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Letter
Application of the CSF JCV antibody index to early natalizumab-associated progressive multifocal leukoencephalopathy
  1. Clemens Warnke1,2,
  2. Martijn T Wijburg3,4,
  3. Hans-Peter Hartung1,
  4. Joep Killestein4,
  5. Ortwin Adams5,
  6. Mike P Wattjes3
  1. 1 Department of Neurology, Medical Faculty, Heinrich-Heine-University, Duesseldorf, Germany
  2. 2 Department of Neurology, University Hospital Cologne, Cologne, Germany
  3. 3 Department of Radiology & Nuclear Medicine, Neuroscience Amsterdam, VUmc MS Center Amsterdam, VU University Medical Center, Amsterdam, The Netherlands
  4. 4 Department of Neurology, Neuroscience Amsterdam, VUmc MS Center Amsterdam, VU University Medical Center, Amsterdam, The Netherlands
  5. 5 Institute for Virology, Medical Faculty, Heinrich-Heine-University, Duesseldorf, Germany
  1. Correspondence to Dr Clemens Warnke, Department of Neurology, University Hospital Cologne, Kerpener Strasse 62, Cologne 50937, Germany; clemens.warnke{at}uk-koeln.de

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Introduction

Progressive multifocal leukoencephalopathy (PML) is a severe adverse event in patients with multiple sclerosis (MS) treated with natalizumab. Brain MRI can detect small PML lesions at an early disease stage.1 Therefore, MRI screening is recommended for patients at high risk of developing PML.2 Diagnosis of PML is confirmed by brain biopsy or detection of JC virus (JCV) DNA from cerebrospinal fluid (CSF).3 However, in spite of using ultrasensitive quantitative PCR (qPCR) protocols, patients with PML can be JCV DNA negative in CSF, hampering the diagnosis. Recently, we demonstrated that the detection of intrathecally produced anti-JCV IgG antibodies is highly specific for diagnosis of PML, making the so-called CSF JCV antibody index (AIJCV) a candidate tool for earlier diagnosing of PML in a proportion of natalizumab-associated PML patients.4

The aim of this study was to assess the value of the AIJCV in a case series of natalizumab-treated patients with MS undergoing enhanced MRI pharmacovigilance for PML.

Patients and methods

Natalizumab-treated MS patients screened for PML using MRI (T2, fluid attenuation inversion recovery (FLAIR), diffusion weighted imaging) at the VU University Medical Center Amsterdam, and referrals, were included in the study. Patients with MRI suspicion of PML and a serum/CSF pair for assessment of the AIJCV at time of first MRI suspicion of PML were eligible. JCV DNA by qPCR and the AIJCV in CSF were determined at the Institute of Virology, University of Düsseldorf, Germany, and methods and cut-points (1.5 for the AIJCV) were applied as recently described.4 The study was approved by the local institutional review board, and written informed consent was obtained from all participants.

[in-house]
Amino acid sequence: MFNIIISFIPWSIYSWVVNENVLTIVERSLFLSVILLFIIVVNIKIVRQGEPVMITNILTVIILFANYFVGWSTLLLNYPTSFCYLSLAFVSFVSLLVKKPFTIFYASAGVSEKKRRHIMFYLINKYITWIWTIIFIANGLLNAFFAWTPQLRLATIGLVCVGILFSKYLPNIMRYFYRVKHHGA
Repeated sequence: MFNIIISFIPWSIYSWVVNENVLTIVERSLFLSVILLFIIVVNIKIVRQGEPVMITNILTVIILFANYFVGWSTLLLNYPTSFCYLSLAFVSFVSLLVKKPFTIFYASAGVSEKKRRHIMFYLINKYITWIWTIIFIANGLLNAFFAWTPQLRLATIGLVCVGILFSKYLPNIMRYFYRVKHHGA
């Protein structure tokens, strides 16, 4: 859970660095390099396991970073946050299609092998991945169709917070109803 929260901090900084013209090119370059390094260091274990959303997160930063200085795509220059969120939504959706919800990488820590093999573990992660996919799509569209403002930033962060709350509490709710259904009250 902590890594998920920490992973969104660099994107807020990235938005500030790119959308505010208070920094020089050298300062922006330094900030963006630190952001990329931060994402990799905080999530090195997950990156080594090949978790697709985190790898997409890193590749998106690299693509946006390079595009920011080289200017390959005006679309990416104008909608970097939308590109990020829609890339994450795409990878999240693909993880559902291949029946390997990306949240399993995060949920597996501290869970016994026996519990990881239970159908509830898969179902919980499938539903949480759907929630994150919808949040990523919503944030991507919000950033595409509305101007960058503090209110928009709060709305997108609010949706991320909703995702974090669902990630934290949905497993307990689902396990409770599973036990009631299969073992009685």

Results

Basic characteristics of the patients included are provided in the online supplementary table. Median age was 46 years, and five of eight patients (63%) were female. Six out of eight patients (75%) were judged asymptomatic by referring clinicians at time of first PML suspicion on MRI. All patients had been treated with natalizumab for >24 months, presented with MRI lesions suggestive of PML at time of first CSF analysis, and were JCV seropositive as assessed by Stratify-JCV®.5

Supplementary Material

Supplementary data

CSF findings and resulting diagnostic certainty at time of PML suspicion

At time of PML suspicion on MRI, JCV DNA by qPCR was undetectable in four of the eight cases (50%, online supplementary table). Two patients (25%) had a positive AIJCV (>1.5) at time of first PML suspicion, of which case 3 was JCV qPCR positive and case 7 JCV qPCR negative. Applying published PML diagnostic criteria to these cases,3 only case 1 classified as ‘definite PML’ at time of MRI suspicion of PML (+clinical features, +MRI findings and +JCV DNA in CSF), whereas cases 2, 3 and 4 would be termed ‘probable PML’ (–clinical features, +MRI finding and +JCV DNA in CSF). The symptomatic case 6 (+clinical features, +MRI findings and –JCV DNA) would be judged ‘possible PML’, while cases 5, 7, and 8 with the mere MRI suspicion (–clinical features, +MRI findings and –JCV DNA in CSF) would be termed ‘not PML’.

Evidence of PML during follow-up in patients initially negative for JCV DNA in CSF

Of the four patients with a negative JCV PCR in CSF at the time of MRI suspicion of PML, two patients had additional CSF samples taken during follow-up. Case 5 displayed a positive JCV qPCR result in CSF during re-testing, thereby confirming the diagnosis of PML to ‘definite PML’. In case 6, a follow-up CSF sampling at months 2 and 3 remained negative for JCV DNA in CSF, but had a positive AIJCV at month 3. In case 7, despite the negative qPCR at time of PML suspicion on MRI, initial CSF sampling already displayed a positive AIJCV, supporting the diagnosis of PML. The cases of ‘possible PML’ (cases 6 and 8; reported as symptomatic at suspicion of PML, or during follow-up by the treating physician) or ‘not PML’ (case 7; reported asymptomatic also during follow-up) are considered having PML by the authors and treating physicians based on longitudinal MRI findings, as judged by an experienced neuroradiologistding and he thought (MPW). These patients were at high risk for PML development (ie, treatment duration >24 months and JCV seropositive), did not show MRI evidence of acute or new MS disease activity prior to PML diagnosis, and displayed a lesion evolution of the suspected PML lesion on follow-up scans highly suspicious of PML, including signs of PML immune reconstitution inflammatory syndrome (figure 1). Nonetheless, as first PML suspicion on MRI had occurred 4.5 months after natalizumab cessation in case 7 and no follow-up CSF was obtained, return of MS disease activity as differential diagnosis cannot be completely excluded in this case.

Figure 1A